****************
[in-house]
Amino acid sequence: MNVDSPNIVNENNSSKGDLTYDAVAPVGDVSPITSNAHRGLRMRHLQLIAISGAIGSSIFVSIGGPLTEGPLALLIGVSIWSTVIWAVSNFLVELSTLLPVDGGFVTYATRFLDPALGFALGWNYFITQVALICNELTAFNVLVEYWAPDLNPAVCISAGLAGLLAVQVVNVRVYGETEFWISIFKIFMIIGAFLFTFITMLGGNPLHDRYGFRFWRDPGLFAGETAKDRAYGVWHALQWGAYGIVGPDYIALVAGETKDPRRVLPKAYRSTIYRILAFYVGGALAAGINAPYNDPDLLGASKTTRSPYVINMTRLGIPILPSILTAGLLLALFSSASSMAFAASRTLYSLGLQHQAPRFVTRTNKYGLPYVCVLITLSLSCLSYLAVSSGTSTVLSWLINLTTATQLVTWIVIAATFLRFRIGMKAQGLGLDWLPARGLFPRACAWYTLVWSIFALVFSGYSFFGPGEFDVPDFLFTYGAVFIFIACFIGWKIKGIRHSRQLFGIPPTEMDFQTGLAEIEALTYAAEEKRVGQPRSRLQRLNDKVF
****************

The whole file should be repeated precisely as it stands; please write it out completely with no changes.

[in-house]
Amino acid sequence: MNVDSPNIVNENNSSKGDLTYDAVAPVGDVSPITSNAHRGLRMRHLQLIAISGAIGSSIFVSIGGPLTEGPLALLIGVSIWSTVIWAVSNFLVELSTLLPVDGGFVTYATRFLDPALGFALGWNYFITQVALICNELTAFNVLVEYWAPDLNPAVCISAGLAGLLAVQVVNVRVYGETEFWISIFKIFMIIGAFLFTFITMLGGNPLHDRYGFRFWRDPGLFAGETAKDRAYGVWHALQWGAYGIVGPDYIALVAGETKDPRRVLPKAYRSTIYRILAFYVGGALAAGINAPYNDPDLLGASKTTRSPYVINMTRLGIPILPSILTAGLLLALFSSASSMAFAASRTLYSLGLQHQAPRFVTRTNKYGLPYVCVLITLSLSCLSYLAVSSGTSTVLSWLINLTTATQLVTWIVIAATFLRFRIGMKAQGLGLDWLPARGLFPRACAWYTLVWSIFALVFSGYSFFGPGEFDVPDFLFTYGAVFIFIACFIGWKIKGIRHSRQLFGIPPTEMDFQTGLAEIEALTYAAEEKRVGQPRSRLQRLNDKVF